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Asset Allocator

from Asset Allocator

January blues

It wasn’t just Santa's elves who had a busy December.

Asset Allocator's little helpers were also busily crunching some numbers as they digested their turkey.

Specifically, we had a look at the outlooks held by some of the largest multi-asset houses out there, to see how their views may have been altered by the bruising events of 2022.

In the first quarter of 2022, which marked the period when the long awaited "rotation" into value stocks began, none of the fund houses were negative on the UK, with 25 per cent positive and the remainder neutral. 

But what a difference a year makes.

Over the course of 2022 the fund houses became increasingly negative towards the UK and by the start of the third quarter of the year the number of buyers positive on the UK market had fallen to 12 per cent, with 37.5 per cent negative. 

Interestingly, since then sentiment has actually improved a bit towards the UK with 17 per cent positive and 33 per cent negative (the rest are neutral).

But allocators do not look to be rushing towards UK equities for the time being.

The latest flows data from Morningstar indicates this smidge of renewed optimism has yet to percolate to the wider market.

The data, which covered the month of November, showed a further £1bn was pulled from UK large cap funds, bringing the total for the first 11 months of the year to £11.3bn. 

The allocators we cover came into 2022 very positive on US equities, with zero negative and only 20 per cent neutral. 

But the toll of tighter monetary policy weighs heavy on the head of the standout market of the past decade, with the allocators now evenly split, with a third each being positive, negative, and neutral on the asset class. 

Morningstar data for November indicates US equity funds are back in favour with investors, November's £1.6bn net inflow was sufficient to mean the asset class was net positive in terms of flows for the first 11 months of 2022.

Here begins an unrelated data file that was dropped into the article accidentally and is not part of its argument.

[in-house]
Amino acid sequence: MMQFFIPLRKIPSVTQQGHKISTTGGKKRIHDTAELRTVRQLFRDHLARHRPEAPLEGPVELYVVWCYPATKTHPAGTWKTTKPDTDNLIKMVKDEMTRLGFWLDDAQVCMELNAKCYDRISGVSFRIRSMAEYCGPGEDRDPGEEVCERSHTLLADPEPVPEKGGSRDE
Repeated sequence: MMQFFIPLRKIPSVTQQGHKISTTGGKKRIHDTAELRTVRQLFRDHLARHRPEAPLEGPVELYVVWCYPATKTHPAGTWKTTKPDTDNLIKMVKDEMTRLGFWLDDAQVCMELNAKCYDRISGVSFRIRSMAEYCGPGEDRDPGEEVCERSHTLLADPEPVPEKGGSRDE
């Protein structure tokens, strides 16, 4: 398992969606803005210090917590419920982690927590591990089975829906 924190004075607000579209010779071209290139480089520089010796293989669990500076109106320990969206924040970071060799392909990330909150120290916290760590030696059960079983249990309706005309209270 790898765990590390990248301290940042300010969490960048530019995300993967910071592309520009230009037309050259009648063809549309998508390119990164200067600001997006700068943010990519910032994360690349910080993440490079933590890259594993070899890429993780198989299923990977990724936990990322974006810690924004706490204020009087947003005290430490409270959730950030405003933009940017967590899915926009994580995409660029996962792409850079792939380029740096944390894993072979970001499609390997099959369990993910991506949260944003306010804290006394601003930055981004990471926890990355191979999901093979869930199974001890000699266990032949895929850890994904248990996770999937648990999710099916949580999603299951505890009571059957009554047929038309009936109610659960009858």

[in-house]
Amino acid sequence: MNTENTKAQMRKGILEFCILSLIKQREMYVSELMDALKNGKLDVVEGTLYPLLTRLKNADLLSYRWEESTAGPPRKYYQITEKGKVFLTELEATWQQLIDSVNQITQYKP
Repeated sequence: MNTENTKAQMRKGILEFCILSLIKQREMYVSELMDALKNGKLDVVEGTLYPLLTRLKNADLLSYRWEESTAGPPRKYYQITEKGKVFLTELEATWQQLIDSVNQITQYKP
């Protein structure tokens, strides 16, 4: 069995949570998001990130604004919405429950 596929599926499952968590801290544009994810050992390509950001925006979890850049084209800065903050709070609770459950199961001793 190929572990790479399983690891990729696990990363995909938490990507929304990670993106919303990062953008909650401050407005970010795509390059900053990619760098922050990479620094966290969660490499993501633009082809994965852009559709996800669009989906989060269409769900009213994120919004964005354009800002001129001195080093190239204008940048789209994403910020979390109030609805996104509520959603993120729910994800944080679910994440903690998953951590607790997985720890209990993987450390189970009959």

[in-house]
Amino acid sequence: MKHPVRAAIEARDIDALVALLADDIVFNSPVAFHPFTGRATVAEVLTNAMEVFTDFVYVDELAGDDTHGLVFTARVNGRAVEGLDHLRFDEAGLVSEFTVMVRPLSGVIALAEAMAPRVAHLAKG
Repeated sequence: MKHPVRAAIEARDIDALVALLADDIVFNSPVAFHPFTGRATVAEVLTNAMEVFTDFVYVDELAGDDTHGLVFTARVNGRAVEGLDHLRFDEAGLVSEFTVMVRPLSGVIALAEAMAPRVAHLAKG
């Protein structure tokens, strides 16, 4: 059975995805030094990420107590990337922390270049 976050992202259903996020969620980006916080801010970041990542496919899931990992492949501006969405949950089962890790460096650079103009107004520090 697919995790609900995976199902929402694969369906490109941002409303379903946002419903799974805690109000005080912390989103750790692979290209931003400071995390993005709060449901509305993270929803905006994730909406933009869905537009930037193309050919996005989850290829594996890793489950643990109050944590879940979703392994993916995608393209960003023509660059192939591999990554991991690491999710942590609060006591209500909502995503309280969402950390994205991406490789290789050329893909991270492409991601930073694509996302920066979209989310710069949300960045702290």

One contributor to those net flows in November was a newly launched actively managed US equity fund from Hargreaves Lansdown which brought in more than £600mn. 

As for European equity funds, they still can't catch a break.

They are the asset class towards which allocators are most negative as they enter 2023 (83 per cent of allocators regard them negatively with none viewing them positively).

Presumably this is on the basis the market is waking up to the implication for a single currency Union of tighter monetary policy being ideal for some of the economies and a disaster for others. 

That negativity contrasts with the roughly one third of allocators who were positive on the asset class at the start of 2022.

We will look further at the data contained in this database in the next Asset Allocator. 

The Morningstar data shows both equities and bonds had their first month of net inflows at the same time since December 2021. 

Among the firms to benefit from this bout of renewed optimism was BlackRock, which attracted a net inflow of £1.5bn, its best of the year. 

In contrast, Columbia Threadneedle had an outflow of £400mn in the month, perhaps a function of investors digesting the exit of long-standing UK Equity Income fund manager Richard Colwell.

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